And that bunch of SF dudes….sheesh….they look like men who are not to be fucked with. Particular Lt Strickland, who is about twice the size of his troops.

    Thanks for the link. A great read, and I’m really starting to understand the like of love around here for the M14.

  2. This always makes me a bit sad. I bought into the M-14 myth for many years and lusted after a National Match M1A. Of course, I also looked down on the M-16 and all the civilian versions – poodle-shooters, etc. The first clue I was wrong was when I considered getting into High Power and the local shooters patiently explained that I could shoot an M1A it I just wanted to play but, if I was looking to win and build points toward Distinguished, I needed an AR. Then I stumbled on your material and all the sources you linked.

    I guess it’s a good thing I was too poor to buy one back when I was in love with them…

  3. I ended up with an M1A because it was during the Clinton ban and in CA. This was pre all the bullet button type work arounds. So the only two options in the gun stores were M1A’s and Mini-14s. I still enjoy it though. I think a good way to explain them to people is it’s sort of like an old Cadillac, they’re real nice and comfortable but I wouldn’t want it to be my commuter/daily driver.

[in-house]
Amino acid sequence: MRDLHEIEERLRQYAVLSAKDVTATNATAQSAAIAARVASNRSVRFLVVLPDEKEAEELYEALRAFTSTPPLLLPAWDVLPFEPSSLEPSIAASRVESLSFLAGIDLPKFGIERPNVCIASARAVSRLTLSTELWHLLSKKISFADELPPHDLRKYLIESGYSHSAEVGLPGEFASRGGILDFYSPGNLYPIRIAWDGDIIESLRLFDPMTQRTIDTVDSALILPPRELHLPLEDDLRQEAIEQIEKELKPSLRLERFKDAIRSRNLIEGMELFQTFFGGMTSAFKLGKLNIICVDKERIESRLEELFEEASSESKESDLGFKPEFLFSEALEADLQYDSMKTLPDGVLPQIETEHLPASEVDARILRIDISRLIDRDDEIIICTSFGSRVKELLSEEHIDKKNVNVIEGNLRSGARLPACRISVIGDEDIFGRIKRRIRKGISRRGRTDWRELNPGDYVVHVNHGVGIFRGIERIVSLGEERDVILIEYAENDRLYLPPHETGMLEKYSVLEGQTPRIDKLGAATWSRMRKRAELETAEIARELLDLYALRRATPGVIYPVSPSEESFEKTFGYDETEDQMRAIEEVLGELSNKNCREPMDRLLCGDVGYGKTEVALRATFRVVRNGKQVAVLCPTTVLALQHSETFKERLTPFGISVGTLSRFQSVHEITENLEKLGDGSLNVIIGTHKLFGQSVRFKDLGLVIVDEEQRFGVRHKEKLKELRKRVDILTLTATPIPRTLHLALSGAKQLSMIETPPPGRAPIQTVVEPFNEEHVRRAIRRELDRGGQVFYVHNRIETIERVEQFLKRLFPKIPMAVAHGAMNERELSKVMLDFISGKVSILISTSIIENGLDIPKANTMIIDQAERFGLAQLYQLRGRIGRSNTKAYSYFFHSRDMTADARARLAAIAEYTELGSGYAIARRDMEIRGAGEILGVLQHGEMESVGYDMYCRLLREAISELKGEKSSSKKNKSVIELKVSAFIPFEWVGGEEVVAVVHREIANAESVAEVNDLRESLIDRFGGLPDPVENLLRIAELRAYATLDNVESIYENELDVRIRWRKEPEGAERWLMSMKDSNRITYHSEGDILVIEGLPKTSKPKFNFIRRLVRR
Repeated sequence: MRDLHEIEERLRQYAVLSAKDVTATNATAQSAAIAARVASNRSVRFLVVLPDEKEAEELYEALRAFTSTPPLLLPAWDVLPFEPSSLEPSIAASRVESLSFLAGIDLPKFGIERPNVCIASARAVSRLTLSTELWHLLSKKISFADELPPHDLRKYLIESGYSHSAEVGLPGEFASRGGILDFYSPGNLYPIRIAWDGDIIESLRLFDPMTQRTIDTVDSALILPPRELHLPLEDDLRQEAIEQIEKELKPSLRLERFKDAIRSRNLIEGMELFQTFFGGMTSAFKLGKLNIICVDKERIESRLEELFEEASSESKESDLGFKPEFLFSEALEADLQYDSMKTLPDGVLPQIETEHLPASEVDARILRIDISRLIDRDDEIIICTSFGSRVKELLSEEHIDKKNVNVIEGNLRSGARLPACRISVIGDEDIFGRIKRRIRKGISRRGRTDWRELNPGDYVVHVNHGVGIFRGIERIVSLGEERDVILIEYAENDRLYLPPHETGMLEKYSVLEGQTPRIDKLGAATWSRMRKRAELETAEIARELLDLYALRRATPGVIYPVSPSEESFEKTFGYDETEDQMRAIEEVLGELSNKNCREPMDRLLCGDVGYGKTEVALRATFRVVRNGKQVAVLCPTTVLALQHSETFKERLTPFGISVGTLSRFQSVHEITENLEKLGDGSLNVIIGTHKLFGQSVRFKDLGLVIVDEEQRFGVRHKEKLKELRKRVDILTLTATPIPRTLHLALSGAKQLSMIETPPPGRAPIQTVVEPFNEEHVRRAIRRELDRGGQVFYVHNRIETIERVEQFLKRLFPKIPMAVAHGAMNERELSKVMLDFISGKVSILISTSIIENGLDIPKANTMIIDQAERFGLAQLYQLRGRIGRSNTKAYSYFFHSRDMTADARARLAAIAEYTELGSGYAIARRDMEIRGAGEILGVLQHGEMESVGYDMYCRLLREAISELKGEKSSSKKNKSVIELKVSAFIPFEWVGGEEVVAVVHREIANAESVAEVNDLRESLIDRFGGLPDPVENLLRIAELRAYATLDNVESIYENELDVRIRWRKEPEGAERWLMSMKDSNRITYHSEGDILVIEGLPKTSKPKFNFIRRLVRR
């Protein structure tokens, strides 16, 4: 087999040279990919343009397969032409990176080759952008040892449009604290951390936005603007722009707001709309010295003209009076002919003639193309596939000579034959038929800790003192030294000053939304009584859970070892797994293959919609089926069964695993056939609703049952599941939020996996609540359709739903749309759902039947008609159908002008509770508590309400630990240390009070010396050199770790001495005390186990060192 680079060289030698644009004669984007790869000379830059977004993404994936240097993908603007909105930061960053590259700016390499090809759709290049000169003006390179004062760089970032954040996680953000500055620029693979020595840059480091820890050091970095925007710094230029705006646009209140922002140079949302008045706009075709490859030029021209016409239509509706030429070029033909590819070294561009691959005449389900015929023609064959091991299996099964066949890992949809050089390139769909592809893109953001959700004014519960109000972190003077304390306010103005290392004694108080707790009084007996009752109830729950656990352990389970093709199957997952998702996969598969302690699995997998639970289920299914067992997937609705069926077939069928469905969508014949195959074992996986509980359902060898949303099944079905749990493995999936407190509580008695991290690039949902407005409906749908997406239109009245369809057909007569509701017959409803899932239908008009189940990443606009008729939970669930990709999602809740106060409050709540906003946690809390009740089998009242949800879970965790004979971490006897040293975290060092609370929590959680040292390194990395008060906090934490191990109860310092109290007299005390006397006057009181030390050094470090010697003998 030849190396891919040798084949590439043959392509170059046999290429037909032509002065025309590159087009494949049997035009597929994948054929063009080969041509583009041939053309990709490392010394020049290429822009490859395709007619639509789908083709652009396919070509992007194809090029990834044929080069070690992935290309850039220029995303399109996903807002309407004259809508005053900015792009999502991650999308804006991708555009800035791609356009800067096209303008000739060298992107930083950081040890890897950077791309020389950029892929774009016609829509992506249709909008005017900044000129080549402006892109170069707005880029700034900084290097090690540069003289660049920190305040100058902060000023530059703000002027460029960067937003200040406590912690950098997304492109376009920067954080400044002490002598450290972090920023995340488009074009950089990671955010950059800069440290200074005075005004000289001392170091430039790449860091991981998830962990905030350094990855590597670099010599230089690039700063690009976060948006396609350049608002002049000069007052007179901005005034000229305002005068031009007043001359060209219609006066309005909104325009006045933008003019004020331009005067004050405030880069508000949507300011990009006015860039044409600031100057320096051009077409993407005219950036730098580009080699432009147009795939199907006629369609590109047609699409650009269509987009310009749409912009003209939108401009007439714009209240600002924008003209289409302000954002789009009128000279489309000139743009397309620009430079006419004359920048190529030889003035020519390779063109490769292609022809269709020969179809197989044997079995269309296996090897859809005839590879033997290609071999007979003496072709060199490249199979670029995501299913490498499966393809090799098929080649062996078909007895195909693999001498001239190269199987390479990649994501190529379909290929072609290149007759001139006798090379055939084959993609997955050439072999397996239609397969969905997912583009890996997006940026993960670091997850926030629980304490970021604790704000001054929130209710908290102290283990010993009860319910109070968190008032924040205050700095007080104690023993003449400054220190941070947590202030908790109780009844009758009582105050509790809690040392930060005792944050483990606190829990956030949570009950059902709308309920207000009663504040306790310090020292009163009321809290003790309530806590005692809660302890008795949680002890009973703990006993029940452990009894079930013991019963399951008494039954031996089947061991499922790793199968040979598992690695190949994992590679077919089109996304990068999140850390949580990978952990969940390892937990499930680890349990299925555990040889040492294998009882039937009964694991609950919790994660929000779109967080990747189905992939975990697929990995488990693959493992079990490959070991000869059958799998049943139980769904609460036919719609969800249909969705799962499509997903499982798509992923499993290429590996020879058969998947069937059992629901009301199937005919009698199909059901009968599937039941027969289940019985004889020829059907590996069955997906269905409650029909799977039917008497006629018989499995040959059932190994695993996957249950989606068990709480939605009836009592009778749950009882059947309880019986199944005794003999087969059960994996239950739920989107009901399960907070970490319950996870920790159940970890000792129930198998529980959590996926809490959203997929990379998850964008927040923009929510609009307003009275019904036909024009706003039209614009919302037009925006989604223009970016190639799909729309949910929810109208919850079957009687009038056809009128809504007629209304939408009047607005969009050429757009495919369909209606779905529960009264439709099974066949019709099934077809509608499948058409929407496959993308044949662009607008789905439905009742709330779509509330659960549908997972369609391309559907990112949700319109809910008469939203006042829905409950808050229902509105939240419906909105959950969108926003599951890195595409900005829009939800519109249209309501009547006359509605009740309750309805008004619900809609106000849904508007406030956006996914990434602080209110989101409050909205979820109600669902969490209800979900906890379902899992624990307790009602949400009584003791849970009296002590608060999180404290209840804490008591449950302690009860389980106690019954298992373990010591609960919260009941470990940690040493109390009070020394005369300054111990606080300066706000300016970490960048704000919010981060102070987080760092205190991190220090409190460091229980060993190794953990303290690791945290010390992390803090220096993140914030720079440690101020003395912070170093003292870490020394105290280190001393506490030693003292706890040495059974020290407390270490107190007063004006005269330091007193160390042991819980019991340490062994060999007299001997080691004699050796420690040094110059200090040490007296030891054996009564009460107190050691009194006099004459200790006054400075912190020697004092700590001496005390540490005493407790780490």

4. I gotta wonder, sometimes, if Shawn does these every so often whenever he wants to ramp up the hatred, which I further have to presume is what keeps him warm at night… 🙂

    I’ve never, ever been fond of the M14. My service started long after it had been supplanted, but I knew people who’d been around for it, and they were not at all positive about it. The Small Arms Repair warrant officer I knew who’d spent Vietnam trying to keep the M60s running would swear even harder when you asked him about the M14. That sort of clued me in to the issues, and then watching one of my range buddies trying to keep his Springfield M1A running and accurate enough to compete with…? Lord of love duckies, did that teach me something about the issues involved. I swear to God, the only thing that wound up costing more money and taking more time was my other buddy with the 10mm Colt Delta Elite, whose initial pistol went back to Colt more often than the fat guy down at the Chinese buffet goes back for more shrimp. I think that one pistol probably cost Colt more in warranty work than their entire “profit” share from all of the other Delta Elite pistols they sold, combined… I mean, seriously: It got its everything replaced at least three times that I know of, and they eventually said “Screw it…” and sent him a completely new gun. Which had the same set of issues, only somewhat lessened. I think that by the time he hit the third frame, he’d transitioned to a Glock 20, and his round count was down on the Delta Elite such that he wasn’t breaking things any more…